Science Fiction has seen an epic resurge in pop culture popularity in recent years. From the expansion of gaming culture, to new Star Wars films, and to the trendiness of nerdy conventions, it’s truly a golden age for stories dreaming of scientific possibilities.
One of the most classic outlets of this futuristic, scientific, space wanderlust has always been Star Trek. The franchise has been a vital part of the science fiction consciousness since Captain Kirk took helm of the USS Enterprise in 1966. Like many sci-fi classics, it’s been a strong component of this resurge and its return has spawned a new slew of films and series.
In 2005, Star Trek: Enterprise was cancelled prematurely from mixed reviews. Its, at times, lackluster run seemed like the end of an era. Between Enterprise and the low ratings of Star Trek: Nemesis, few Hollywood executives were begging for more adventures with the Federation. While nothing could kill Trekkies’ adoration of the Star Trek universe, it seemed any new adaptations were out of the picture for a very, very long time.
However, in 2009, that notion was debunked. The Star Trek film, starring Chris Pine, Zoe Saldana, and Zachary Quinto, turned the ship around. With a new Captain Kirk, a new crew of the Enterprise, and a new timeline, the possibilities were endless. Also it gave fans the chance to enjoy Kirk and crew all over again.
The original series was a prime target for new reboot. Unlike most Star Trek series, lasting five – seven seasons, the original series only lasted three, two years less than the five year mission that Gene Roddenberry had planned. Eventually, a lot of that lost time was made up through the Star Trek films the cast partook in, however they were hit or miss at times.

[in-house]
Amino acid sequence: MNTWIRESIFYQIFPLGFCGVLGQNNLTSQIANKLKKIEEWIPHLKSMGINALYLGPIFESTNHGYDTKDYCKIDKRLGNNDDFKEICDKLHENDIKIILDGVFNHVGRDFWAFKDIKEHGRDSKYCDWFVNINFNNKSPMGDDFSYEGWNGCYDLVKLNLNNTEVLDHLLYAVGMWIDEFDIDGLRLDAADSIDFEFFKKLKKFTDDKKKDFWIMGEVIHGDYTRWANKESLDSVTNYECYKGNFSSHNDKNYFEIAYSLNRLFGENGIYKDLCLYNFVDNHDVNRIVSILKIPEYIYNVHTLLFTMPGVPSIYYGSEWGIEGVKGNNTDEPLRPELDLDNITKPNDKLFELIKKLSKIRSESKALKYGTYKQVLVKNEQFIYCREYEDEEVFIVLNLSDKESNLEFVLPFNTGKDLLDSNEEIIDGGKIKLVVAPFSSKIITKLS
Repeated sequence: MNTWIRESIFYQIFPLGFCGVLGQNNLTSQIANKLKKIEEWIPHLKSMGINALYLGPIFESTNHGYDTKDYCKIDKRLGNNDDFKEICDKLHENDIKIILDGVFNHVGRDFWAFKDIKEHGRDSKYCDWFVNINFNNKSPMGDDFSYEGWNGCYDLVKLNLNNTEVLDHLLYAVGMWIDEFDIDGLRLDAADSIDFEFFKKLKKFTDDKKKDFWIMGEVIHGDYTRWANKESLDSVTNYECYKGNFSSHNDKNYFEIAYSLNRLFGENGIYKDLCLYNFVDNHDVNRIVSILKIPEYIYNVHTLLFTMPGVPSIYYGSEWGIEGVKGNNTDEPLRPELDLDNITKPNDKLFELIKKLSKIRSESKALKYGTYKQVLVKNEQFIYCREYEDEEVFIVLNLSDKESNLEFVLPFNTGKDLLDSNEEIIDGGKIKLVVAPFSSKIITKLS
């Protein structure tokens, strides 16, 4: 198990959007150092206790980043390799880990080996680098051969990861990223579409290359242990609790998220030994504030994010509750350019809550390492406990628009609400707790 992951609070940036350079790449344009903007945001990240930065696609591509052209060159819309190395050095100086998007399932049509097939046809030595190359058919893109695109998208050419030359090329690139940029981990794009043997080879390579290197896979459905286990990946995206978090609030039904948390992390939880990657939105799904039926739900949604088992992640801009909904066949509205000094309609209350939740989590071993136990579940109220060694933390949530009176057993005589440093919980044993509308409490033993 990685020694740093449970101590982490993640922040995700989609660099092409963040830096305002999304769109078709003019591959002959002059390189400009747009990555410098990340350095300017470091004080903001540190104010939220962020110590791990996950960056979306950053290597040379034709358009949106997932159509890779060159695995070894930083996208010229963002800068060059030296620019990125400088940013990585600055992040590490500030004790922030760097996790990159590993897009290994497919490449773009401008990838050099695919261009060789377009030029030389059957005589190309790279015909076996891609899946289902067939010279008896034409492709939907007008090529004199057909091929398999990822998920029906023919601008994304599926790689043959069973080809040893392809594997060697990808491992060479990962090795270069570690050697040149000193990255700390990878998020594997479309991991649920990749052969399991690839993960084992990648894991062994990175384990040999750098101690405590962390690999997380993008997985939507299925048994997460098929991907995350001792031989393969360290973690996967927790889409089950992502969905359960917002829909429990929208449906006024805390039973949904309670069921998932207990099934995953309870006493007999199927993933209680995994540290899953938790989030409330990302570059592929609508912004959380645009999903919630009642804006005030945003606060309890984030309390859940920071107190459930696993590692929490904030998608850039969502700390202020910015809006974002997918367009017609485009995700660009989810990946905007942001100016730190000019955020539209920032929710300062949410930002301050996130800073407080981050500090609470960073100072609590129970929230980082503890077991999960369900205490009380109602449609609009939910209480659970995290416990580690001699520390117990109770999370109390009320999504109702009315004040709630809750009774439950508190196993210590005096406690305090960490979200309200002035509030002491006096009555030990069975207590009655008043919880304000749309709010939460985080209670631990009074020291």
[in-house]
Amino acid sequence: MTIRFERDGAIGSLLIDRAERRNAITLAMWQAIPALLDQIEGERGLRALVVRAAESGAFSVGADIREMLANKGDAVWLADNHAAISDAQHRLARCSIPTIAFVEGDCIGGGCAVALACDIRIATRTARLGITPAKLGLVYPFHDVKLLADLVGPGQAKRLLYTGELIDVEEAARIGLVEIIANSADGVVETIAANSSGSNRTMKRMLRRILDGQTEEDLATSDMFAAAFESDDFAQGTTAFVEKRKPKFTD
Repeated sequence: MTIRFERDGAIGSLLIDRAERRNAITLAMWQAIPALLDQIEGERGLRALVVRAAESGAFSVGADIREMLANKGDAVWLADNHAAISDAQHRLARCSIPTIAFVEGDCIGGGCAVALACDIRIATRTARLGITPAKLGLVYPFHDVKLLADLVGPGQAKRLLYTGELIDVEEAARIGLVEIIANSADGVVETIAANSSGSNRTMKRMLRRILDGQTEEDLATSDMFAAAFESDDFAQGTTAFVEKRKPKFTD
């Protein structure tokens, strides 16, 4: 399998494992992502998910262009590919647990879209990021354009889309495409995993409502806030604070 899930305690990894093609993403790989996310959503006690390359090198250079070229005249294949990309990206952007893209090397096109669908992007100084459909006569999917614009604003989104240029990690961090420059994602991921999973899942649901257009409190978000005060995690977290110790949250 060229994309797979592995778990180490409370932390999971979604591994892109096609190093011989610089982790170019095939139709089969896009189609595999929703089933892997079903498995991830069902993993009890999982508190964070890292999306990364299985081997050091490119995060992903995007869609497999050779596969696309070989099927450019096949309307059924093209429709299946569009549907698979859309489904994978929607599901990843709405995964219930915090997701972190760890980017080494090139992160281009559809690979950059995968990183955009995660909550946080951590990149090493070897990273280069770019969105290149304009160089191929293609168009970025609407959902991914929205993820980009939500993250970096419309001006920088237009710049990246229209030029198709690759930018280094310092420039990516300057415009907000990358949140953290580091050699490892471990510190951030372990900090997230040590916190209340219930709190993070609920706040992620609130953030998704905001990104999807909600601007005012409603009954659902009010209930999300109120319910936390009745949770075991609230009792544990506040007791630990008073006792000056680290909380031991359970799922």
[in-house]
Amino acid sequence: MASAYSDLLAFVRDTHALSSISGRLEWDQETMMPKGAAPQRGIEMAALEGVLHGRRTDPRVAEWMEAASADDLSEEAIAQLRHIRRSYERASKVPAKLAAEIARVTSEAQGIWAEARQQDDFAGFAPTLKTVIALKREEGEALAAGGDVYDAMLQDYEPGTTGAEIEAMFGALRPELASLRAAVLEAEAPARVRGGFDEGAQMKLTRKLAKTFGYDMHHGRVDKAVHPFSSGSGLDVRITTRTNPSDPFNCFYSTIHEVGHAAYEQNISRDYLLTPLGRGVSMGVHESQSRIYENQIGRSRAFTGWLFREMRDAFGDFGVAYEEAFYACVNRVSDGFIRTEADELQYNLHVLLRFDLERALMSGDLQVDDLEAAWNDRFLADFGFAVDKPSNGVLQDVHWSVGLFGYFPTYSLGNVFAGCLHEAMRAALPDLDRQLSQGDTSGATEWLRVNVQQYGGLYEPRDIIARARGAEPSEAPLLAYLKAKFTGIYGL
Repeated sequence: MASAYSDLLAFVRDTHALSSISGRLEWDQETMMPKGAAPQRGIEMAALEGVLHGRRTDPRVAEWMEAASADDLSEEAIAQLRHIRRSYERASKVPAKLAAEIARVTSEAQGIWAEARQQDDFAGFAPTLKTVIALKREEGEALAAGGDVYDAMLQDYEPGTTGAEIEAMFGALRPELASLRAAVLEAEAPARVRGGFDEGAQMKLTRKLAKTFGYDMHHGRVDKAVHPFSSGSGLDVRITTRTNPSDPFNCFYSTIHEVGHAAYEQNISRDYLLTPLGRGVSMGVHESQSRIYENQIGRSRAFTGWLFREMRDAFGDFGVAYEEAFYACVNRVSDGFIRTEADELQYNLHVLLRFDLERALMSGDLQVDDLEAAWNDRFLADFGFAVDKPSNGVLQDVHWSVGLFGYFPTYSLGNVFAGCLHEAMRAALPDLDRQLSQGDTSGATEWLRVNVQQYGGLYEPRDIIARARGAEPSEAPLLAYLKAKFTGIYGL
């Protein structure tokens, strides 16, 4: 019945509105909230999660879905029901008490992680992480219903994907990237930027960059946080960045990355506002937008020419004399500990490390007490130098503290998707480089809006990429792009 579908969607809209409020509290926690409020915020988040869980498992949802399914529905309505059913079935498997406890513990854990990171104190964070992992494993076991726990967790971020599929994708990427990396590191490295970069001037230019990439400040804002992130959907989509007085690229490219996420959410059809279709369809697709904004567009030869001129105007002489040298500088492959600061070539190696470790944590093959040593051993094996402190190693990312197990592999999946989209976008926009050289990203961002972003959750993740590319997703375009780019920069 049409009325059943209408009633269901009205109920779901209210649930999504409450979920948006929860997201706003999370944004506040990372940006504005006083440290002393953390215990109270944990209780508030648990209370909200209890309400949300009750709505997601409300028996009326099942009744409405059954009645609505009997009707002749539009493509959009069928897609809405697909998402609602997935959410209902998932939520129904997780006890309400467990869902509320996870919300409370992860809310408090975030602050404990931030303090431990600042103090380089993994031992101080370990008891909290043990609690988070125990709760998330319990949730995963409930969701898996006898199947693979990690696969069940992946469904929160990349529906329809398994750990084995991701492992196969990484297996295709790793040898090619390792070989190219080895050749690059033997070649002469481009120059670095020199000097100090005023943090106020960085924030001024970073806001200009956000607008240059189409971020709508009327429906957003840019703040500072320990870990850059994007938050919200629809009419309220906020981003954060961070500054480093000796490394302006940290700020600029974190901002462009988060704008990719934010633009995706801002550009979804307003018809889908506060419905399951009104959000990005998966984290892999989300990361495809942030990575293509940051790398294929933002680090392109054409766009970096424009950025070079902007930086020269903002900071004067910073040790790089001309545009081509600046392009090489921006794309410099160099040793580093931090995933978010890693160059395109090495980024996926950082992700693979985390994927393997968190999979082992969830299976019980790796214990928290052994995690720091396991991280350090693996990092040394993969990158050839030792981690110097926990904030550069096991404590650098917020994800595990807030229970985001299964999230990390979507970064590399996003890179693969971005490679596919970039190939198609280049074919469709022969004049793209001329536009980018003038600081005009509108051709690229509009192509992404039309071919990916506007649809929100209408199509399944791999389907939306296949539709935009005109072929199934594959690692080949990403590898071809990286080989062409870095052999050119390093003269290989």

Through the 2009 Star Trek flick, fans could see a different, beautifully filmed version of Kirk-era Star Trek.
The movie was enough of a hit to spawn two more more films, a new series in Star Trek: Discovery, an upcoming Picard-centric series, and an upcoming fourth film. Chris Pine captured the essence of Kirk while still giving him a modern spin, Zachary Quinto was a perfectly cast young Spock, and Zoe Saldana gives Uhura the strength the character was never allowed to show in the original.
Amidst all this excitement and regrowth, though, trouble brews. Recently, its been announced that Chris Pine and Chris Hemsworth, playing Kirk and his father, respectively, have walked out on the fourth Star Trek film. Paramount was working on budget cuts, but their lower offers were unacceptable to both Chrises.
Without Kirk, and the rest of the cast’s contract negotiations still unfinished, this progress has left Star Trek 4 on pause. Its possible they could recast a new captain Kirk, however it’s unlikely fans would be too pleased with a sudden change-up in casting.
Star Trek has come back to the forefront of popularity, with a film franchise and two different tv series on the rise. While Chris Pine walking away from Star Trek isn’t final, it’s a big blow to the Trek fandom. After all, they’re a picky group. If they’ve accepted Pine as Kirk, it’ll be hard to get them to accept anyone else.
But beyond the fans and Pine himself, the original series’ charm relied on the holy triad of Spock, McCoy, and Kirk. Pine as Kirk has already created a bond, a chemistry, with both men. Recasting the role would give a significant blow to the most important aspect of Kirk-era Star Trek. Any series in the franchise excites people because of its theories, its possibilities, its races, its stories. But the reason they stay a fan of any show or film is because of the characters and how they interact.
In the new Star Trek golden age, Trekkies can only hope that Paramount finds a way to get its Kirk to return. Otherwise, the fate of Star Trek as a film franchise hang in the balance. And without Pine, it may not survive the turbulence.